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Here + Now,  History + Community

Three Ways to Treat Women Like Human Beings Instead of Stylish Furniture

Happy International Women’s Day! As an attractive, intelligent reader of On the Danforth, we know that you probably don’t identify as a full-time misogynist—nor should you, considering the pay—and that you might want to know how to support the women in your life today. Don’t panic: we came up with three ways to be a better ally, all of which you can practice year-round, as well, because equality shouldn’t be temporary.

Let Women Speak

If you are a woman, which is about fifty per cent likely, you may have struggled to voice or to continue voicing your opinions in a group of men. This is actually a thing: several scholars, such as Pamela Fishman and Don H. Zimmerman and Candace West, have noted that men are more likely to interrupt their female contemporaries. If you aren’t a woman, which is equally likely, try to be mindful of how much you are contributing to a conversation. Has the woman you’re speaking to spoken? How much do you know about them compared to how much they know about you? You’re fascinating, we know, but as the poets Rob Base and DJ E-Z Rock once revealed to us, “It takes two to make a thing go right.” True wisdom transcends disciplines.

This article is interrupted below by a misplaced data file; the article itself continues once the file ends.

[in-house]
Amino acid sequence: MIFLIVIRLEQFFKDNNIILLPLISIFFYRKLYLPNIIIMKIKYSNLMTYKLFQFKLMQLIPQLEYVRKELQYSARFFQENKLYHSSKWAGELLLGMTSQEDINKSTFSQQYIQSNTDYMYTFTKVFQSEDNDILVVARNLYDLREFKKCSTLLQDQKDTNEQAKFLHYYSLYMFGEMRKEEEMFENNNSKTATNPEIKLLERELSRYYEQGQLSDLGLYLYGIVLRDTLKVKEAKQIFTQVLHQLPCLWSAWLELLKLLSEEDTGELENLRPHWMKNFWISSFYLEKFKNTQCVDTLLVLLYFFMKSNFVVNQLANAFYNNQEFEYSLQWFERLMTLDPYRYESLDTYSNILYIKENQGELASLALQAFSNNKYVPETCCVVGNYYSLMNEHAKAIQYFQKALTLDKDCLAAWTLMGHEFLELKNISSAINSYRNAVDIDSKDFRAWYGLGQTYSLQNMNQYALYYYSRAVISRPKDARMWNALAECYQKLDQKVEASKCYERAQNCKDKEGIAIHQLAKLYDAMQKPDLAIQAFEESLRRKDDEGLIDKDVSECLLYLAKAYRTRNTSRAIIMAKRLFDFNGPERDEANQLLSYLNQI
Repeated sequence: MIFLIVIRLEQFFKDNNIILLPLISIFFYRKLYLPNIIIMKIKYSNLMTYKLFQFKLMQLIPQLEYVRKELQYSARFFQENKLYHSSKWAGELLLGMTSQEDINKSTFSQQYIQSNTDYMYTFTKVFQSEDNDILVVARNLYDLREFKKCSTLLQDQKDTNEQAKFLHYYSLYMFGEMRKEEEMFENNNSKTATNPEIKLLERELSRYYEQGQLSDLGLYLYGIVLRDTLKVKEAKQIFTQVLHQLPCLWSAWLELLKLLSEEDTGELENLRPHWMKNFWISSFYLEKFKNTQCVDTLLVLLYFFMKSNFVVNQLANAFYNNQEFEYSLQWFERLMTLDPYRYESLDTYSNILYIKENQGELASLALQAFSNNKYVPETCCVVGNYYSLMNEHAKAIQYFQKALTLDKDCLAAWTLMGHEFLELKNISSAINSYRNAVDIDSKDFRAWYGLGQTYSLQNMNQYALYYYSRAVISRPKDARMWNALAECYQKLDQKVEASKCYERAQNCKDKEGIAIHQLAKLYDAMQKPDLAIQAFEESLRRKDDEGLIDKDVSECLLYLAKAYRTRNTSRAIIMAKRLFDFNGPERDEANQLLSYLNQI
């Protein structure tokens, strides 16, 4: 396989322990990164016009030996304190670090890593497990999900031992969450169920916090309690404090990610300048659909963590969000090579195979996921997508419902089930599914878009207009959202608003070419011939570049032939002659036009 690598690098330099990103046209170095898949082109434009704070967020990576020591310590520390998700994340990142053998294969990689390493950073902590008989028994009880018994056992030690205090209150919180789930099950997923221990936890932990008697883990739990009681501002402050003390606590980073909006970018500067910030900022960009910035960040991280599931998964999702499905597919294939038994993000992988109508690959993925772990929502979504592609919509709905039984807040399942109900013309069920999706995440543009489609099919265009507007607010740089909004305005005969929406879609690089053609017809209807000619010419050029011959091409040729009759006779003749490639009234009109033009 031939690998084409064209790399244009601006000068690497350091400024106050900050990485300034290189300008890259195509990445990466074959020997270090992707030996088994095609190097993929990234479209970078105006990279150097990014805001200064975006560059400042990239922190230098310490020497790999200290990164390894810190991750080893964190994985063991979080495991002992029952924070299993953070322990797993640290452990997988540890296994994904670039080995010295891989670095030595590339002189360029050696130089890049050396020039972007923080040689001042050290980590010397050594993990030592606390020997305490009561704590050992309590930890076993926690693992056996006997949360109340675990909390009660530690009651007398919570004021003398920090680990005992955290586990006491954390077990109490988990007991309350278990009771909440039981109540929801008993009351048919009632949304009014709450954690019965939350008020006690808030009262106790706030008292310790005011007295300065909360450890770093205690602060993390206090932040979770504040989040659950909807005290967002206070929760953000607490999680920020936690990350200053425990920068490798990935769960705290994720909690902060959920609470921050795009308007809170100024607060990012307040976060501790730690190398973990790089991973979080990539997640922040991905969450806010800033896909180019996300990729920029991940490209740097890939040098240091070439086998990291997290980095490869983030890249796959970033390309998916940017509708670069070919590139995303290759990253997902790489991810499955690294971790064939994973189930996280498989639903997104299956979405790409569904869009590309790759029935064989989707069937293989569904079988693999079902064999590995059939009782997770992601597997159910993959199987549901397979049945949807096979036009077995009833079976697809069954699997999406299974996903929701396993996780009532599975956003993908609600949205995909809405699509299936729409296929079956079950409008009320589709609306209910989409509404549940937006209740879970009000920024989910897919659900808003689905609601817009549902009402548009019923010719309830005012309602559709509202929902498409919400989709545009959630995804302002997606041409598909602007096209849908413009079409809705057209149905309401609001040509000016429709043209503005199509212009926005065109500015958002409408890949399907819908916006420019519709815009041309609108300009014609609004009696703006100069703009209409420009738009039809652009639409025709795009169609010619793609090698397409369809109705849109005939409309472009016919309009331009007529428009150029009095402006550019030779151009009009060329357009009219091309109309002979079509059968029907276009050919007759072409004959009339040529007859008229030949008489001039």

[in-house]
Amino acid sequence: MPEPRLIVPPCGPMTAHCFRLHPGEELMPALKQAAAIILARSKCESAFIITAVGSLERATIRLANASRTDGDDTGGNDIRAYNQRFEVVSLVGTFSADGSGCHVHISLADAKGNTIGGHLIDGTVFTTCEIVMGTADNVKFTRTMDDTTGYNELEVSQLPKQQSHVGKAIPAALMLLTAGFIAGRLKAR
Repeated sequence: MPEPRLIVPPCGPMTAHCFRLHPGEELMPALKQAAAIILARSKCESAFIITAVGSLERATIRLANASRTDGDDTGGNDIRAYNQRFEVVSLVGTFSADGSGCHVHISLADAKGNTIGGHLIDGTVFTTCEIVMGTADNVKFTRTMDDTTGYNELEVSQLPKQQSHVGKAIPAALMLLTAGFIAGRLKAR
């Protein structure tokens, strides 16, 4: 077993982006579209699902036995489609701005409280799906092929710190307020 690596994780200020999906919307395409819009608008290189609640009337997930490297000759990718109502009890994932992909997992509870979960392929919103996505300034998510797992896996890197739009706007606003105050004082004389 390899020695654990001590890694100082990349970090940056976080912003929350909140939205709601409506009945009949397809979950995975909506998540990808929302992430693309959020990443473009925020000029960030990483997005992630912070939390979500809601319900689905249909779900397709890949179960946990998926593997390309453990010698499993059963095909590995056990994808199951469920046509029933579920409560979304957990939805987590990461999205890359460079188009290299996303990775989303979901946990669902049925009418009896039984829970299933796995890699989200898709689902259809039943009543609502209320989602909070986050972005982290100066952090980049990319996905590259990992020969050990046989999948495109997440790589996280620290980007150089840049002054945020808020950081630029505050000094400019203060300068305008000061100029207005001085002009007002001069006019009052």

Support Women-Owned Businesses

Although the author of this article would love substantial, unsolicited donations from Gothic benefactors wearing capes, there’s no need to bequeath your inheritance to your favourite barista (unless she knows how to make a flat white). Instead, whenever possible, support woman-owned­ and woman-operated businesses, including female entrepreneurs. Don’t worry if your wallet is on the lighter side; you can still show your support with online and offline promotion, or you can offer to volunteer, if the business is receptive. The goal is to demonstrate that women are worthy and necessary contributors to the cold, low-pressure shower that is capitalism.

Leave Women Alone

Given the recent public coverage of sexual assault and harassment—ours has been referred to as “the #MeToo era”—you may not be as tempted to tell women at the bus stop to smile, or, worse, that you find them attractive. If you are, though, please interrogate your motives: why do you think that we need to receive this information? Why do you think that we want to receive it? Be it physical, emotional, or both, attraction is common and—usually—healthy; however, when it is imposed upon other people, especially without their consent, it can quickly become problematic. Plus, if the woman that you’re harassing is a naiad, she might be transformed into a tree.

International Women’s Day is a great reminder that women are people, as opposed to upholstery, and that we still kind of need respect: today, tomorrow, and indefinitely.

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